Knapp, John Leonard (DNB00)
KNAPP, JOHN LEONARD (1767–1845), botanist, born at Shenley, Buckinghamshire, 9 May 1767, was son of Primatt Knapp, rector of Shenley. Educated at Thame grammar school, Knapp entered the navy, but finding the sea unsuited to his health, resigned and subsequently served successively in the Herefordshire and Northamptonshire militia, becoming a captain in the latter. He lived for a time at Powick, near Worcester, and was then in the habit of making long summer botanical excursions. On one of these he visited Scotland in company with George Don [q. v.], and collected several of the rarest species of British grasses. In 1804 he published ‘Gramina Britannica, or Representations of the British Grasses on 119 coloured plates, with Descriptions,’ 4to, the figures being executed by himself. This edition was, with the exception of a hundred copies, destroyed by a fire at Bensley's, the printers, and the book was not reissued until 1842. In 1818 Knapp published anonymously a poem entitled ‘Arthur, or the Pastor of the Village,’ and between 1820 and 1830 a series of articles, under the title of ‘The Naturalist's Diary,’ in ‘Time's Telescope.’ These formed the germ of his most successful work, the ‘Journal of a Naturalist,’ a botanical companion to White's ‘Selborne,’ which was published anonymously in 1829, and went through three editions during his lifetime. He lived till 1813 at Llanfoist, near Abergavenny, and subsequently at Alveston, near Bristol, where he died 29 April 1845. In 1804 he married Lydia Frances, daughter of Arthur Freeman of Antigua, by whom he had seven children; two sons and a daughter survived him.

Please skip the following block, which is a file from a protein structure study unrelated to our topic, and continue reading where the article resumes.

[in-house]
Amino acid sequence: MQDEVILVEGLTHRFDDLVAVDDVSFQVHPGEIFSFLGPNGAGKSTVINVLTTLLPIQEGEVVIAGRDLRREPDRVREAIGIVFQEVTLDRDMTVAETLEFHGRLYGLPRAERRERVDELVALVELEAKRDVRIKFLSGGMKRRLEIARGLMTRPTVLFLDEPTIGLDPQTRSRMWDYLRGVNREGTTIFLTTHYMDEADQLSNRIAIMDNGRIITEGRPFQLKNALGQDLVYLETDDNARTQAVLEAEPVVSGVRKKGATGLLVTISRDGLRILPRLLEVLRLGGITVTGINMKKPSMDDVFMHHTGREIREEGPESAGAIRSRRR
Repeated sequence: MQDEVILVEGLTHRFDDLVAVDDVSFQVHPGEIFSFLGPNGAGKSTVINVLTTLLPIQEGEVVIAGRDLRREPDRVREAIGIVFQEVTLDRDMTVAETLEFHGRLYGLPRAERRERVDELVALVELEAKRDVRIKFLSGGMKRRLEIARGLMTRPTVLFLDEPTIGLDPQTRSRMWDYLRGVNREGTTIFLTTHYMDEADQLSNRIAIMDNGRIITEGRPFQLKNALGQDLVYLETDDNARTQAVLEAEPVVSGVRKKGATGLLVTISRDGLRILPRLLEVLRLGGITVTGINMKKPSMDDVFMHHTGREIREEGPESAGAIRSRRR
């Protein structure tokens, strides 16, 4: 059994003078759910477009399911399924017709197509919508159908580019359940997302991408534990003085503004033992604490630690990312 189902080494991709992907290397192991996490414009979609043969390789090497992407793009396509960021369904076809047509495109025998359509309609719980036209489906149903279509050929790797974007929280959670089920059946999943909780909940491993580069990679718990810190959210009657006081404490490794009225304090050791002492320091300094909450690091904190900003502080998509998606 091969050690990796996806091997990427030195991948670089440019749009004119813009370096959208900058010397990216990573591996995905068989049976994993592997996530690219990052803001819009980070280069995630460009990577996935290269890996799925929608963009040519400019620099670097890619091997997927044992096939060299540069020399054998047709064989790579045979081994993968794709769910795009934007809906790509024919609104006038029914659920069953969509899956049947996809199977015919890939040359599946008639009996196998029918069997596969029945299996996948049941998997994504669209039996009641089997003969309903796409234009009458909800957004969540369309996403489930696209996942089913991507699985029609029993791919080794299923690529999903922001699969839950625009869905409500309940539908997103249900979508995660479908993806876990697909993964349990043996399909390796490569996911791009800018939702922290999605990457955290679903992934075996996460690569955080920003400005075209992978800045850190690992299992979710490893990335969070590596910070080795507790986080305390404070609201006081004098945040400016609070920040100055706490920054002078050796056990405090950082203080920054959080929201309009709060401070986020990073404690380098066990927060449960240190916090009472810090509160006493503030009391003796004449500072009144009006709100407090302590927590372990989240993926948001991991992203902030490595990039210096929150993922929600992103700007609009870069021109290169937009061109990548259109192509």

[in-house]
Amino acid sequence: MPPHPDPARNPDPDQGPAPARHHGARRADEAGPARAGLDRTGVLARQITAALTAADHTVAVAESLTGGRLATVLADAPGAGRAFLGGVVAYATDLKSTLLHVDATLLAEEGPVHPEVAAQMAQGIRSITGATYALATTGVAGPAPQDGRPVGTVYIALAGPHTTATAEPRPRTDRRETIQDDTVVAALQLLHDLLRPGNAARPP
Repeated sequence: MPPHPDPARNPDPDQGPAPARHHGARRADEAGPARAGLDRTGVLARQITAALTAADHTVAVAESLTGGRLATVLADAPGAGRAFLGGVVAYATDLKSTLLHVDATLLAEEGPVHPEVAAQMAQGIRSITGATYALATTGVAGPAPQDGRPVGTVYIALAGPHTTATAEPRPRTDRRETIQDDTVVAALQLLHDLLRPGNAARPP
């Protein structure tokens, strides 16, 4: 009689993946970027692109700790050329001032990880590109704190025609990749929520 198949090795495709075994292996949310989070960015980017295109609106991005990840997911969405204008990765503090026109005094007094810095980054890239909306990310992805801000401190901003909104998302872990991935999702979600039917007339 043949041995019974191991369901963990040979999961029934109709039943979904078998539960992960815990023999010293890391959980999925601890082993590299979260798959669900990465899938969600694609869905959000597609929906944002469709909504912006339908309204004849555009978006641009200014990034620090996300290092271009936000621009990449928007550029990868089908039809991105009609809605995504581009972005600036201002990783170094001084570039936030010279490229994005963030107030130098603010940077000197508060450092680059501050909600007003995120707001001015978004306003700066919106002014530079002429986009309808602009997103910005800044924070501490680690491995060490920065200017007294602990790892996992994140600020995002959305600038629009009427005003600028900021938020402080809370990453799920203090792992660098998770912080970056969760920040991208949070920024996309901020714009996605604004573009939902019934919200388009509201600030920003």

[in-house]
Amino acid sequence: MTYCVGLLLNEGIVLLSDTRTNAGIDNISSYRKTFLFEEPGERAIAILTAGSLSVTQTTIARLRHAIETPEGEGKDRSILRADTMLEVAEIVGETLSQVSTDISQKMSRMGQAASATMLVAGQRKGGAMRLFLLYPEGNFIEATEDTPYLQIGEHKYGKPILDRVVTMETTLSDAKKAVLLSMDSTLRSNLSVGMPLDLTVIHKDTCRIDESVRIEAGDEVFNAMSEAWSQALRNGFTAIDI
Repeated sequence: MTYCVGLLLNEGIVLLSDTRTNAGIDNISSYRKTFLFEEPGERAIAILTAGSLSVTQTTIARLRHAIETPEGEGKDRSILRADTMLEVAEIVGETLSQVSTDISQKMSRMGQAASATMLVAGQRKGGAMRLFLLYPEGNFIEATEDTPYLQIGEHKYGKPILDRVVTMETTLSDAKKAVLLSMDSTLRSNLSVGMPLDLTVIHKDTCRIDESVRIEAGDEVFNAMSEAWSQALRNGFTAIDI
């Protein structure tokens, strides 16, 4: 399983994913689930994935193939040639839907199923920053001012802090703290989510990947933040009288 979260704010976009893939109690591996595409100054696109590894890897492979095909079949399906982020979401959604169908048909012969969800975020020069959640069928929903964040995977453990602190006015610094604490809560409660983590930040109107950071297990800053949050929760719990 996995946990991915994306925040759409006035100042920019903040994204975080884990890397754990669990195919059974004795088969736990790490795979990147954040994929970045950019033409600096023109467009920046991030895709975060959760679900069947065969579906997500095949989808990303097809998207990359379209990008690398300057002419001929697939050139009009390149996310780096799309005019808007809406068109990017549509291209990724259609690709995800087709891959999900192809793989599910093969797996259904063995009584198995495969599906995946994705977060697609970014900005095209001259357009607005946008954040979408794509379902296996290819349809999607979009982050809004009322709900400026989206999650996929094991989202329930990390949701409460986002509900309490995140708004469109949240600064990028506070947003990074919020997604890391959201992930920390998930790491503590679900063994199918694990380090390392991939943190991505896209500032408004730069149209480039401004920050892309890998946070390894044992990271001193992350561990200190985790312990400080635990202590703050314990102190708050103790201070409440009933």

Knapp became in 1796 a fellow of the Linnean Society, and was also a fellow of the Society of Antiquaries. The genus of grasses previously named Mibora by Adanson was called Knappia by Smith, and Rhynchoglossum of Blume was similarly renamed by F. Bauer.
[Proc. Linnean Soc. i. 244; Athenæum, 1845, p. 463; Life-lore, 1889, i. 257.]